The 6 Principles For Adding Effects

The 6 principles for adding effects image

A major element of a mix is dimension, which is the ambient field that the track or tracks sits in. Dimension can be captured while recording, but it’s usually created or enhanced when mixing by adding effects such as reverb, delay, or modulation. Dimension might mean re-creating an acoustic environment, but it could also mean adding width or depth to a track to try to spruce up a boring sound. There are 6 principles that offer a general guideline on how effects can be used. 

Principle 1: Picture the performer in an acoustic space and then re-create that space around him. 

This method usually saves time, as it’s a lot faster than simply experimenting with different effects presets until something excites you (although that method can work, too). Also, the artificially created acoustic space needn’t be a natural one. In fact, as long as it fits the music, the more creative the better. 

Principle 2: Smaller reverbs or short delays make things sound bigger. 

Reverbs with decays under a second (and usually much shorter than that) and delays under 100 milliseconds (again, usually a lot shorter than that) tend to make the track sound bigger rather than push it back in the mix, especially if the reverb or delay is in stereo. 

Many times a reverb will be used with the decay parameter turned down as far as it will go (which may be as low as 0.1 seconds), but this setting is sometimes the most difficult for a digital reverb to reproduce, resulting in a metallic sound. If this occurs, sometimes lengthening the decay time a little or trying a different preset will result in a smoother, less tinny sound, or you can try another plugin or hardware unit that performs better under these conditions. Of the 6 principles, this one is the most overlooked.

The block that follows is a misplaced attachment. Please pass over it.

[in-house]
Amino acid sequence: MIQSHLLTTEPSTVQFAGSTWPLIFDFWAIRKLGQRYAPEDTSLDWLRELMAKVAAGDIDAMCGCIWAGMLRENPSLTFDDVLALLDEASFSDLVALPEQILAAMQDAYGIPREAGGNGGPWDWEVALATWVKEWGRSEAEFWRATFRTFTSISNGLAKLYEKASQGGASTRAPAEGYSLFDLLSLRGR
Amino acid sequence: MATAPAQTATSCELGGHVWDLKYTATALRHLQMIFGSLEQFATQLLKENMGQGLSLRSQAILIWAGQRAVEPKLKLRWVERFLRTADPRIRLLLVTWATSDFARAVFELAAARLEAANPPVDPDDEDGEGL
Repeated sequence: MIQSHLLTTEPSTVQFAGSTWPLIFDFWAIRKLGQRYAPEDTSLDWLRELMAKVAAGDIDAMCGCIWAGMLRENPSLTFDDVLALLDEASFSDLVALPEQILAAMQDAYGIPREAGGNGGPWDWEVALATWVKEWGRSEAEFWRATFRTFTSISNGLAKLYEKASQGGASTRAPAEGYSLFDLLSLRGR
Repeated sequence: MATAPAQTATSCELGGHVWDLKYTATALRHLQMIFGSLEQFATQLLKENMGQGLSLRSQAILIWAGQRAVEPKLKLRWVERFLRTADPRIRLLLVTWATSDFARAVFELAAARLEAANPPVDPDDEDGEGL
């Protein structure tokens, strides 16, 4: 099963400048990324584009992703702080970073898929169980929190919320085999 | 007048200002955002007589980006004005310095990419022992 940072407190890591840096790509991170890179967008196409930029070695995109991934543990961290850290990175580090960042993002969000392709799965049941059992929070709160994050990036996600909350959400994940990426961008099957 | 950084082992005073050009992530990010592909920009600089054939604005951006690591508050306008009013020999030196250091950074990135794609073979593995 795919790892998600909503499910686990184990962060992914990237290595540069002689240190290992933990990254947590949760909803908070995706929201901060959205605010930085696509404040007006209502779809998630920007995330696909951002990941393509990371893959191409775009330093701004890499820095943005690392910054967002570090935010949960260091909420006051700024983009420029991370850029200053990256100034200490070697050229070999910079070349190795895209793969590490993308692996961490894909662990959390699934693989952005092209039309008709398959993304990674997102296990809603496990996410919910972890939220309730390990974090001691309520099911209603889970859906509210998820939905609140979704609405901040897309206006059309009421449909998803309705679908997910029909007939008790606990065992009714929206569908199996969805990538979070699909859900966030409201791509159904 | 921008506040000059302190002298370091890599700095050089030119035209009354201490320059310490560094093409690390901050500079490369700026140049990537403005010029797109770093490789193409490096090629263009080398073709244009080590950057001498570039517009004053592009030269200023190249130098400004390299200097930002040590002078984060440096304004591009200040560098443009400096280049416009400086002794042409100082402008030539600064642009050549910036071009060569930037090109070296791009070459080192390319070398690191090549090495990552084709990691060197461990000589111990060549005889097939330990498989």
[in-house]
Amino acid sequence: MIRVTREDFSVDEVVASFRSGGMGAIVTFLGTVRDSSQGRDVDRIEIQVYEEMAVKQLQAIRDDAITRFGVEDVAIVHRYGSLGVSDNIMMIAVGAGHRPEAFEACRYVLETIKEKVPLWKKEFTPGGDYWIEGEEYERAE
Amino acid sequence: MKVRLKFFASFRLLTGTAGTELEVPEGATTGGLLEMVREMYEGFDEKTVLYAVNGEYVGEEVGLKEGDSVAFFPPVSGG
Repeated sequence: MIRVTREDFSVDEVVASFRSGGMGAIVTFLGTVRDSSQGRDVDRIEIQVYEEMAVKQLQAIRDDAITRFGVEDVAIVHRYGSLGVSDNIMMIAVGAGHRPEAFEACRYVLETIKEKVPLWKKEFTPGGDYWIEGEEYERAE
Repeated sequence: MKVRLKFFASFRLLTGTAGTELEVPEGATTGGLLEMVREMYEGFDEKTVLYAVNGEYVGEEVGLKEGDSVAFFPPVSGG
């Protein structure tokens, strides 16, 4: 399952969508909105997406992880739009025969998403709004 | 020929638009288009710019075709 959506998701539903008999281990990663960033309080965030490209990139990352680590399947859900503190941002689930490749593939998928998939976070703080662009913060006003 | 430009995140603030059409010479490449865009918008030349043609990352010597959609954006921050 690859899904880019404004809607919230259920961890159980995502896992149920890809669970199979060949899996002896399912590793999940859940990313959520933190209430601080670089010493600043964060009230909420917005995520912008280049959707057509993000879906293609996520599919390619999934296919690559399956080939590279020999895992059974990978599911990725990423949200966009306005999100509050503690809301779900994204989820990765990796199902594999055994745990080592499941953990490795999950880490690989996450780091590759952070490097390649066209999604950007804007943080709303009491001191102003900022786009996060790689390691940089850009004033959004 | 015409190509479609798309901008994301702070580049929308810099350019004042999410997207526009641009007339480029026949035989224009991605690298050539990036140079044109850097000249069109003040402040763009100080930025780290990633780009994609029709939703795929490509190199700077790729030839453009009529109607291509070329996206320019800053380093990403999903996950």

Principle 3: Long delays, long reverb predelay, and reverb decay settings push a sound further away if the level of the effect is loud enough. 

Delays and predelays (see the section later in the chapter on reverb) longer than 100 milliseconds are distinctly heard and begin to push the sound away from the listener. 

The trick between something sounding big or just distant is the level of the effect. When the decay or delay is short and the level is loud, the track sounds big. When the decay or delay is long and loud, the track just sounds far away. 

Principle 4: If delays are timed to the tempo of the track, they add depth without being noticeable. 

Most mixers set the delay time to the tempo of the track. (See the section on delay for how to do this.) This makes the delay pulse with the music and adds a reverb type of environment to the sound. It also makes the delay seem to disappear as a discrete repeat, but it still adds a smoothing quality to the mix element. 

Principle 5: If delays are not timed to the tempo of the track, they stick out. 

Sometimes you want to distinctly hear a delay and the best way to do that is to make sure that the delay is not exactly timed to the track. Start by first putting the delay in time; then slowly alter the timing until the desired effect is achieved. 

Principle 6: Reverbs sound smoother when timed to the tempo of the track. 

Reverbs are timed to the track by triggering them off of a snare hit and adjusting the decay parameter so that the decay just dies before another snare hit. The idea is to make the decay “breathe” with the track. One way to achieve this is by making everything as big as possible at the shortest setting first, then gradually making the settings longer until it’s in time with the track. 

Of course, the biggest part of adding effects to a mix is experience, but keeping these 6 principles in mind will provide a perfect place to start. 

You can read more from The Mixing Engineer’s Handbook and my other books on the excerpt section of

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